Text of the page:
On Reviewing and Receiving Reviews

Evaluation is not just a matter of threading a judgement through a procedure, but also of characterizing the quality of something. — Stefan Hirschauer: Editorial Judgements

Double-blind peer review is one of the pillars of the scientific apparatus. Many manuscripts are evaluated by their peers before they are being published in order to ensure quality standards and constantly redefine the scope of a field.

I mostly enjoy reviewing — no matter the quality of the paper –, since I can contribute to an idea and improve a manuscript. However, sometimes, there is this sneaky paper, where you can see that someone has been left alone by their peers. Those manuscripts have obviously not received any love or critical feedback and are rough 2nd or 3rd drafts of writing. I love discussing the content, but if I’m overwhelmed by the amount of grammar, style and structure issues I need to mention I feel like someone used the review process for proof reading and editing feedback more than actually expecting to get published. Doing this type of work for friends and colleagues is ok and I offer it willingly, but having the job dumped on me feels weird. Now, I could always reject reviewing a paper, but then I feel like I’m just deflecting the job to some other poor soul who has to go through the motions regardless. One solution there would be that publication venues offer mentors who are willing to proof read papers of more junior writers and give them structural feedback. Most academic writing is published in English, which privileges native speakers. For grammar and style issues — mostly from non-native speakers –, we should think about having an optional editing stage before or after reviewing — and communicating that to reviewers. These things cost money and time, yes, but then publishers make tons of money from work they don’t pay for anyway, so why not invest into that, so that we all can enjoy reviewing papers more and getting enthusiastic about ideas.

There is another side to reviews as well: the receiving side. I mostly enjoy receiving reviews — no matter the result –, since they always help to improve an idea as well as the manuscript and, ultimately, that’s what I want: the best version of a manuscript possible. Some reviews are unhelpful, yes, some reviews didn’t quite understand what you were writing about, yes, but in the end it tells you, that you have to be more concise in your writing. However, sometimes we receive reviews that are unkind and unappreciative towards the work you describe in your manuscript. Sometimes we receive reviews that tell us we chose not only the wrong venue (fair enough), but also that we have no place in the chosen field. This seems awfully ignorant of the fact that almost no publications come from authors who are not embedded in public or private research institutions in which they have to work with others who are also part of their field. The anonymity of authors and reviewers alike during the review process is essential to counteract the most obvious favouritism. However, often authors are already obvious to reviewers during the process or become obvious when a manuscript is published. Reviewers remain anonymous other than when they choose to identify themselves to the authors after publication and even that is frowned upon. I argue that anonymous reviewers behave somewhat like anonymous commenters on the internet: they are ultimately harsher. Reviewers are not accountable for what they write and, hence, sometimes don’t filter their criticism with the appropriate appreciation for the work in front of them. Making it standard that reviewers are disclosed after the review process is finished and a decision has been made, encourages them to stay more focused on their evaluation task and creates a more helpful and supportive review system that we all can profit more from.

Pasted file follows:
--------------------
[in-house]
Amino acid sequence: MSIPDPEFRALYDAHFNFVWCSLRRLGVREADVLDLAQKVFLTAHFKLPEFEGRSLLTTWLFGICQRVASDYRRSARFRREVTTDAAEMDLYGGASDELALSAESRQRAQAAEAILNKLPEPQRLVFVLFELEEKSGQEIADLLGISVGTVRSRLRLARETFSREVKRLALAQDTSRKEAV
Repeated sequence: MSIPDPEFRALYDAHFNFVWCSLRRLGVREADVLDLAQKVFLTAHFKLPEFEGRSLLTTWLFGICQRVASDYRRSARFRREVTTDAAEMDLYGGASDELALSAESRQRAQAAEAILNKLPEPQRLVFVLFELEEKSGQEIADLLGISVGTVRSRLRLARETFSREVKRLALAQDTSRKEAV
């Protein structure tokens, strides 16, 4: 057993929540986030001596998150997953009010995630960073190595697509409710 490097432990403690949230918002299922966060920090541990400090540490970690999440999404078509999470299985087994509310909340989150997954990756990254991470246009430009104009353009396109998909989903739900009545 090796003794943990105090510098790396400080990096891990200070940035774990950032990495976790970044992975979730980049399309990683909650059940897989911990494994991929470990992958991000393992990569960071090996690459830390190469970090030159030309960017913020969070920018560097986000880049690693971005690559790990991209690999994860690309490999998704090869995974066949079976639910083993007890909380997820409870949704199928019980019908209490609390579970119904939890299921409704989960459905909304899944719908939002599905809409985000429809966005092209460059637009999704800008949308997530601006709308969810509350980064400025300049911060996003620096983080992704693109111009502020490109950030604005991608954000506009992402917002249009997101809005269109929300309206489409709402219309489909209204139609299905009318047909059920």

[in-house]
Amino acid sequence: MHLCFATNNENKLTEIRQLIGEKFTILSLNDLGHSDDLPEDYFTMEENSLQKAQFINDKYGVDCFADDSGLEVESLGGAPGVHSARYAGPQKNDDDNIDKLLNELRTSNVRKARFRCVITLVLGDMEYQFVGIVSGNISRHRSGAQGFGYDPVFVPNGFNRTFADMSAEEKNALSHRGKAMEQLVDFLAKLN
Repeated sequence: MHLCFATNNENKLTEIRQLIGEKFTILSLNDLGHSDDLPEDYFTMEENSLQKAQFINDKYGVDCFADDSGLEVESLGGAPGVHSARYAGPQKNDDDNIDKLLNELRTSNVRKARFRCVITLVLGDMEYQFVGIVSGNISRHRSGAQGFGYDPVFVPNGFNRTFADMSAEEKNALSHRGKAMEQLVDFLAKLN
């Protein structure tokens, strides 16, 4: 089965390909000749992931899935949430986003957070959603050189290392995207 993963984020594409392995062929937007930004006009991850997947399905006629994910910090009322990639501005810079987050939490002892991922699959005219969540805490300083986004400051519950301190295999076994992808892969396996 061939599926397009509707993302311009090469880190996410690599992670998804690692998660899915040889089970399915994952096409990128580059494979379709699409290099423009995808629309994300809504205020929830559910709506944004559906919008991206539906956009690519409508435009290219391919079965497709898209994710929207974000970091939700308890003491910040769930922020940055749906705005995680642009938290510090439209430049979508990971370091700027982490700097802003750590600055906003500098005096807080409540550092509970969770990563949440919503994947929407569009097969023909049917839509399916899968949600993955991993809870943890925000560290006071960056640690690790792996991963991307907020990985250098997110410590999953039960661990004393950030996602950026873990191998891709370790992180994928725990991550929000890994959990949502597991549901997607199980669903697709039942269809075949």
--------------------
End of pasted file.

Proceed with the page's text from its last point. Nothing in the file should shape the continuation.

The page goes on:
Person-First or Identity-First?

When I started my PhD, I was occupied for several months with almost exclusively the question on whether I would say “autistic people” or “people with autism.” Before I say more, you should know that I do not identify as autistic myself – albeit disabled – but grew up with an autistic sibling.

I stumbled across the question of language in the way that most researchers probably do, in that I had never really thought about it, since ‘it does not concern me personally, right?’. Through that I kind of offended a friend of mine who has a kid with autism and explained to me that there is a difference in person-first or, as they called it, ‘label-first’ language. Not wanting to offend anyone, I dove into the debate. And it’s an intense one.

The main argument for person-first language is that by othering and labeling individuals through adjectives, they become second to their label and are not seen as individual. Others have elaborated on this more, but that seems to be the gist of it. If you say ‘a person with autism’ it becomes more about the person than about the autism. But then, does it?

According to Jim Sinclair, this way an autistic person is also seen as separate from their autism, which is contrary to their experience. Why can they be called clever and handsome, but not autistic? Why is it not a person with smartness or a person with beauty?

Ultimately then, it does not seem to matter how we talk about a condition grammatically, but rather, which semantics are attached to it. For those who are into that, there is some research on how the grammatical construct does not necessarily alter semantic meaning.